Facts: After 10 years of being 50/50 partners in ERI Consulting Engineers, Inc. and Malmeba Company, Ltd, Larry Snodgrass agreed to buy out Mark Swinnea by paying $497,500, assigning his 50% interest in Malmeba to Swinnea, and promising Swinnea 6 years of continued employment with ERI. In return, Swinnea agreed not to compete with ERI in the asbestos abatement consulting business. What Snodgrass didn’t know was that Swinnea’s wife, along with the wife of another ERI employee, had created a new company a month before the buyout agreement was signed that would be competing directly with ERI’s customers. Later, while he remained an ERI employee, Swinnea created another company that steered business away from ERI. Eventually, Swinnea was found out and fired from ERI.
Holding: Snodgrass sued Swinnea for breach of fiduciary duty and several other causes of action. The trial court awarded Snodgrass $300,000 in lost profits, $1,000,000 in punitive damages, and ordered that Swinnea forfeit to Snodgrass the $497,500 he received from Snodgrass, along with all other financial benefits Swinnea had realized. The court of appeals reversed, finding that the evidence of damages was legally insufficient and that the remedy of equitable forfeiture was unavailable. The Texas Supreme Court reversed the appellate court, holding that equitable forfeiture was an appropriate remedy for Swinnea’s intentional breach of fiduciary duty regardless of whether Snodgrass could prove actual damages had been suffered.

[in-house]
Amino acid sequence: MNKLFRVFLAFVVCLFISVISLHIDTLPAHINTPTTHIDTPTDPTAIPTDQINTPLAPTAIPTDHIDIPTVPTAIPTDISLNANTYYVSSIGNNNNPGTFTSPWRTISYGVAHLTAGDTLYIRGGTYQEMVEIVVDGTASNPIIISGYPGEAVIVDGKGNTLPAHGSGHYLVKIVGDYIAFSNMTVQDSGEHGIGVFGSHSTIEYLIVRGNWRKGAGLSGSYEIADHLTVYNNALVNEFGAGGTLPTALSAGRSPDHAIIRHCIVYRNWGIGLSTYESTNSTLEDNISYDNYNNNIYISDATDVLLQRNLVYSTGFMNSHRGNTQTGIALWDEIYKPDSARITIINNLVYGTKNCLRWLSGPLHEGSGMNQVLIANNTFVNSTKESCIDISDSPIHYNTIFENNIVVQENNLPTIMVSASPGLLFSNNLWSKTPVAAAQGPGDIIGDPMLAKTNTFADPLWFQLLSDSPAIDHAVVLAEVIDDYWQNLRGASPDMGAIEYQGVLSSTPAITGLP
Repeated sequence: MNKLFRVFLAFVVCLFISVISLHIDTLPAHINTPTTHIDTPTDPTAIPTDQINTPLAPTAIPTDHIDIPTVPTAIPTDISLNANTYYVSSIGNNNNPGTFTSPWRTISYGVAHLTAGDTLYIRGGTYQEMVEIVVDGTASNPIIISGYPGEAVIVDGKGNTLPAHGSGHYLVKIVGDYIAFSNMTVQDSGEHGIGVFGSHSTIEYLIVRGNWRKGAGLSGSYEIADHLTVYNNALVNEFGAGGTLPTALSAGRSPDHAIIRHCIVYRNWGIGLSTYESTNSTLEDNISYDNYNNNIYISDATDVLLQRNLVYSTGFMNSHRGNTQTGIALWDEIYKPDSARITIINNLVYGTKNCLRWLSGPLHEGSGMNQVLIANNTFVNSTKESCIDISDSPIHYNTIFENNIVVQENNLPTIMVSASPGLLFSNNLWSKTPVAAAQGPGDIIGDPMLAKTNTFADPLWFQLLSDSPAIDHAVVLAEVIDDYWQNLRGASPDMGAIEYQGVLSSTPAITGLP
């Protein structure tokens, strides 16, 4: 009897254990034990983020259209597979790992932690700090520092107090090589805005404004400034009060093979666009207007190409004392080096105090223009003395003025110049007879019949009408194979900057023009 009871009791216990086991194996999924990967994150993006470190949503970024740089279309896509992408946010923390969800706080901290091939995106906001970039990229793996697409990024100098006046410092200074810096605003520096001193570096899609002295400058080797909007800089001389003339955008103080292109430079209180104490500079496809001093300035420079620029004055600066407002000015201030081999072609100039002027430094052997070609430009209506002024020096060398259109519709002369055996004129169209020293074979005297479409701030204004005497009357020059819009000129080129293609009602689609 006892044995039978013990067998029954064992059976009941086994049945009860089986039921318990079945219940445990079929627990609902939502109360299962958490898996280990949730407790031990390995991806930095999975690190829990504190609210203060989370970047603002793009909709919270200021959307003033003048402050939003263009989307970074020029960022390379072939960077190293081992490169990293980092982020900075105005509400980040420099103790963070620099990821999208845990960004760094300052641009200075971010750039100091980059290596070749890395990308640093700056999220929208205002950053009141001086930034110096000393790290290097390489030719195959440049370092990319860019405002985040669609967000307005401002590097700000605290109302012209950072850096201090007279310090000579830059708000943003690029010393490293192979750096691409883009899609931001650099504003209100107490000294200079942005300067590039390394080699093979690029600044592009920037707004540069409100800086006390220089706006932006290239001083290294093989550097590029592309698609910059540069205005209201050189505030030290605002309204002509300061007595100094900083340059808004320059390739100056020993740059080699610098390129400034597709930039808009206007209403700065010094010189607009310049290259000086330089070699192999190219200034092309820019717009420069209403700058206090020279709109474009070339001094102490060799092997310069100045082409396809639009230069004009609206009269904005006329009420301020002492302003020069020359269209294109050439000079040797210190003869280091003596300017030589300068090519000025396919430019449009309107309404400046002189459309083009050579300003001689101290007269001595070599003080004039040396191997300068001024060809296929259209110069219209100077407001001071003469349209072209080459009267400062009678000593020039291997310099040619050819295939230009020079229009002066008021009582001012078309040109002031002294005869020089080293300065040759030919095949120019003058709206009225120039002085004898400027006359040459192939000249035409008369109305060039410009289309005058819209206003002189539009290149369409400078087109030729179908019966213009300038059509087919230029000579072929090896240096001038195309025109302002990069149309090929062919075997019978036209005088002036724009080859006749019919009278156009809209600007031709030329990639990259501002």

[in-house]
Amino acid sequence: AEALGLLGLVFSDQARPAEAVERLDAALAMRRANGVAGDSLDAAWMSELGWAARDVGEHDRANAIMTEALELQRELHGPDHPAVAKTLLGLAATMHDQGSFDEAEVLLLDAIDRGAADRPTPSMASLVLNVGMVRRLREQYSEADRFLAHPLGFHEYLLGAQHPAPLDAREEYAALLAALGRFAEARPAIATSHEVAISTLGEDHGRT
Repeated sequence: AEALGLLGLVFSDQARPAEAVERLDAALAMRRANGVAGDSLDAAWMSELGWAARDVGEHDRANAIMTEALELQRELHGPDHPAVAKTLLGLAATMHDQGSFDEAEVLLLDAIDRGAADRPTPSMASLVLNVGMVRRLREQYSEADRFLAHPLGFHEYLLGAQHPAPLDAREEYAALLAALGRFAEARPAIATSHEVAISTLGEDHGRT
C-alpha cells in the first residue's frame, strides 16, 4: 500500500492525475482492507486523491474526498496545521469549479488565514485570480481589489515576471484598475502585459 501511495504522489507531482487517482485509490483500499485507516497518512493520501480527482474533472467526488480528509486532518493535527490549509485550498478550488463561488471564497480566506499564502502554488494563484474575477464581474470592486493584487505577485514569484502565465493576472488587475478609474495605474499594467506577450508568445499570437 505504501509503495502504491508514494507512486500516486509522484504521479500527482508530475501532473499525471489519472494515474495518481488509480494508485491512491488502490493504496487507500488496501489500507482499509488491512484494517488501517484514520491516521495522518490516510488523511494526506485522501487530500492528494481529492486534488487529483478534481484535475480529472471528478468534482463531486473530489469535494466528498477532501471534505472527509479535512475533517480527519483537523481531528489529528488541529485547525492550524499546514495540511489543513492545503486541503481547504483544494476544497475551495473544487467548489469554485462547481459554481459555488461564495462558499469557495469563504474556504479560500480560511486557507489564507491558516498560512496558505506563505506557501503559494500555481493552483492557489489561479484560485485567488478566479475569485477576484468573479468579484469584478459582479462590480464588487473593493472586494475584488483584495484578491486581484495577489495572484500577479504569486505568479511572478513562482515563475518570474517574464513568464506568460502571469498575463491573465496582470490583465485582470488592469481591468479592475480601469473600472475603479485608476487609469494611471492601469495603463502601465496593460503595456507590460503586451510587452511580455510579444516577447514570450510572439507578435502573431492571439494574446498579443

Significance: Regardless of whether actual damages can be proven, a fiduciary, such as a partner, limited liability manager or corporate officer, can be required to forfeit financial benefits realized as a result of having intentionally breached a fiduciary duty. In short, “no harm, no foul,” doesn’t necessarily apply when a fiduciary duty has been intentionally breached.